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The Fourth Industrial Revolution and the Future of Work – Part 2

July 27, 2016

In my blog of 5 July,, I previewed SAMI’s workshop on scenarios for the 4th Industrial Revolution.

The Key Drivers of Change

Looking forward over the next 10-15 years, it is clear that rapid technological advances will drive significant change in the way we work, as well as the way we live. At the SAMI workshop on 6 July, we started by trying to identify the most significant influences – the “key drivers of change” in this period. Among the ones we identified were:

  • Generational differences – younger “digital Natives” will have very different attitudes, not only to IT, but also to work and organisational structures, and to how they share information online
  • Faster turnover in IT skills – need for constant education and re-education
  • Growing public awareness of the risks ahead – which will affect the take-up and use of new technologies
  • Increased inequality and polarisation – with the benefits of technological innovation not spread evenly
  • Artificial intelligence – AI’s influence growing, due to AI machines’ ability to “learn” from experience, and increase their autonomy
  • Immersive communications – new ways of using and interacting with technology
  • The effect of ICT – on all sectors of the economy, and the jobs and skills needed
  • Continued growth of the knowledge economy – trading in knowledge and information rather than physical products
  • Globalisation and blurring of political boundaries – likely to be increased by the ability of the knowledge economy to ignore physical boundaries and fiscal borders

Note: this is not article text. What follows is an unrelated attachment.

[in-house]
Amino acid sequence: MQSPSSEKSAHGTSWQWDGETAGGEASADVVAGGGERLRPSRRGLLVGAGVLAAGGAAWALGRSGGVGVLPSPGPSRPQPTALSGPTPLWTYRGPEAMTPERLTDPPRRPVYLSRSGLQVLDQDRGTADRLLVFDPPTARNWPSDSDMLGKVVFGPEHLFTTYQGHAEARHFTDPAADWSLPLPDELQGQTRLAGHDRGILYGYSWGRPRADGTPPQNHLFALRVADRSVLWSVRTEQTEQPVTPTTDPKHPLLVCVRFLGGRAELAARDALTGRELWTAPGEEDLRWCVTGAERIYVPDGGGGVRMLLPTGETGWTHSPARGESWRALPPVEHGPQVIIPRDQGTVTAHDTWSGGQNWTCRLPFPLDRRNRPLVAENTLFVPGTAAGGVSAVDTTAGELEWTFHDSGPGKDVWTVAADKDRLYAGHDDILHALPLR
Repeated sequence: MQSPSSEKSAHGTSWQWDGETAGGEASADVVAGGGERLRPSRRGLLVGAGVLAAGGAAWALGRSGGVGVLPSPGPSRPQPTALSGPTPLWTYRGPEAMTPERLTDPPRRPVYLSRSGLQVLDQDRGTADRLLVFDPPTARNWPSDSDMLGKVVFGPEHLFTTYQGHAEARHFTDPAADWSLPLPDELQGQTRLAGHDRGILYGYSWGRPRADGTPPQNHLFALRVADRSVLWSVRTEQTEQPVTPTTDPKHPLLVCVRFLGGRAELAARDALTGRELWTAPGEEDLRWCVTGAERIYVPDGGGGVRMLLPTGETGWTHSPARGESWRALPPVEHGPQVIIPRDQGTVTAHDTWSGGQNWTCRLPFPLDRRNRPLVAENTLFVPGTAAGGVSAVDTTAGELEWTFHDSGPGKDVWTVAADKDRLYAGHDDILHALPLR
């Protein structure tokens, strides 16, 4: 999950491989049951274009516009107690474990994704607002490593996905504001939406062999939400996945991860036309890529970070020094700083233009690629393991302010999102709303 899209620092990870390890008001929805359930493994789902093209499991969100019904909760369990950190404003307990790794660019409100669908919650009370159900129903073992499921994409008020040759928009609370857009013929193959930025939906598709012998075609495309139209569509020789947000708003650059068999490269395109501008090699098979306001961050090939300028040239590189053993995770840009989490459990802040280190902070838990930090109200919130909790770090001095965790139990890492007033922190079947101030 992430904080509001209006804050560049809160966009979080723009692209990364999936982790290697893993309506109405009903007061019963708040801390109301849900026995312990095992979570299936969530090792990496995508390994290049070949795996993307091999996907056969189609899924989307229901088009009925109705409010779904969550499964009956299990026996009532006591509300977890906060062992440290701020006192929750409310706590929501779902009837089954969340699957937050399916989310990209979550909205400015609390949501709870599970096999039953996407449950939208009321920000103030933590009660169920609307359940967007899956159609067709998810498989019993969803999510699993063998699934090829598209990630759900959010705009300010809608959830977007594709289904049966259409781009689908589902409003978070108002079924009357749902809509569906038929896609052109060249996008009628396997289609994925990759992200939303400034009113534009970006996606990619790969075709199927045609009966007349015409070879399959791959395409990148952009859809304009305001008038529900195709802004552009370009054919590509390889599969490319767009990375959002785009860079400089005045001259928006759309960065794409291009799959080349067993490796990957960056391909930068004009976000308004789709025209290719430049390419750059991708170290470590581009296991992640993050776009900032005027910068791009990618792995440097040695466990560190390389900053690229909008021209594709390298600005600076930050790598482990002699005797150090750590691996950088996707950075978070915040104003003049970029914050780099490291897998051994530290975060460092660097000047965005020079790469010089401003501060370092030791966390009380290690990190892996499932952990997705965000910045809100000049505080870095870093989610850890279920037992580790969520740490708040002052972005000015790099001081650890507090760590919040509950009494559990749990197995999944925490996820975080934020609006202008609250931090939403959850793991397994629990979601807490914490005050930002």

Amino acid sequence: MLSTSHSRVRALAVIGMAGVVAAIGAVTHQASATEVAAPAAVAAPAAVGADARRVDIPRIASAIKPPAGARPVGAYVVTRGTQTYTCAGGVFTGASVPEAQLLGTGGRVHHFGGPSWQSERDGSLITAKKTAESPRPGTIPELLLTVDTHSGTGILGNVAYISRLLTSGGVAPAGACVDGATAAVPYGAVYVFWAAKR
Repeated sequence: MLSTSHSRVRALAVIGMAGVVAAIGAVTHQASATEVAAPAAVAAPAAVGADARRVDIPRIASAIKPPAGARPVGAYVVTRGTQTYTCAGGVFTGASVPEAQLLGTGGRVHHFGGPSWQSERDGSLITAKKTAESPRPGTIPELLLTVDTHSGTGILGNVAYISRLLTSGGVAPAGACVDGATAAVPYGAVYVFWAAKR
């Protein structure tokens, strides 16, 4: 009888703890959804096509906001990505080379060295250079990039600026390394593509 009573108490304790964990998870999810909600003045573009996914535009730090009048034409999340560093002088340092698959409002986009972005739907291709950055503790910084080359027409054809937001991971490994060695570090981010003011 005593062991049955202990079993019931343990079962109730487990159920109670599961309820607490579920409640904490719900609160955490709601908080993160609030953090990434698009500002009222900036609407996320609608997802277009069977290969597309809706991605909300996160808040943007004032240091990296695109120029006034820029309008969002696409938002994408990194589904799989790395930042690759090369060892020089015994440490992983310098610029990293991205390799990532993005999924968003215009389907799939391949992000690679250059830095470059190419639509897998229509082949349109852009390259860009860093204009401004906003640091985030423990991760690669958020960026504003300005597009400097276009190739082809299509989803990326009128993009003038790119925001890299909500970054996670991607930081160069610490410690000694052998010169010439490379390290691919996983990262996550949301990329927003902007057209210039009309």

• Potential impact of terrorism and war affecting European cities


We went on to look at some possible scenarios for the future. Starting from the European Union’s current vision of the “Digital Single Market” – which envisages the EU, along with national governments improving digital access, designing “rules” for digital networks, and seeking to use digital as a driver for growth – we identified three similar, but slightly divergent alternative trajectories:

  1. A world in which strong government chooses to foster innovation and entrepreneurialism through a slightly more “hands-off” approach, leading to a disruptive and fast-changing economy within a managed infrastructure, with new market entrants and new business (and social) structures encouraged in the climate of innovation
  2. A more decentralised world in which governance and control is fragmented and/or delegated, and people have more choice and control over their own data, and alternate infrastructures exist
  3. A world where political boundaries and organisations weaken, and big corporations have increasing power, with smaller, local economies existing within the big corporates’ infrastructure

What was striking in each of these three scenarios – although they were developed by separate groups of people – was the degree of commonality across all of them. In every scenario, some key characteristics were evident, including:

  • The decline of traditional employment, and the rise of alternatives – self-employment, sessional employment, and the “gig” economy
  • Growing inequality, with more wealth accumulating in the top percentiles of earnings distribution, and downward pressure on the middle percentiles – possibly leading to…
  • greater social instability/loss of social cohesion
  • The difficulty of raising taxes to fund traditional government activities in a global knowledge economy, working against the desire of governments to manage transition in order to maintain social cohesion

Next Steps

We now plan to take the broad scenarios from the 6 July workshop and apply them to specific sectors of the economy and society. We will begin by looking at Government. We will blog on each of these scenarios as we develop them. Watch this space…….

Written by David Lye, SAMI Fellow

The views expressed are those of the author and not necessarily of SAMI Consulting.

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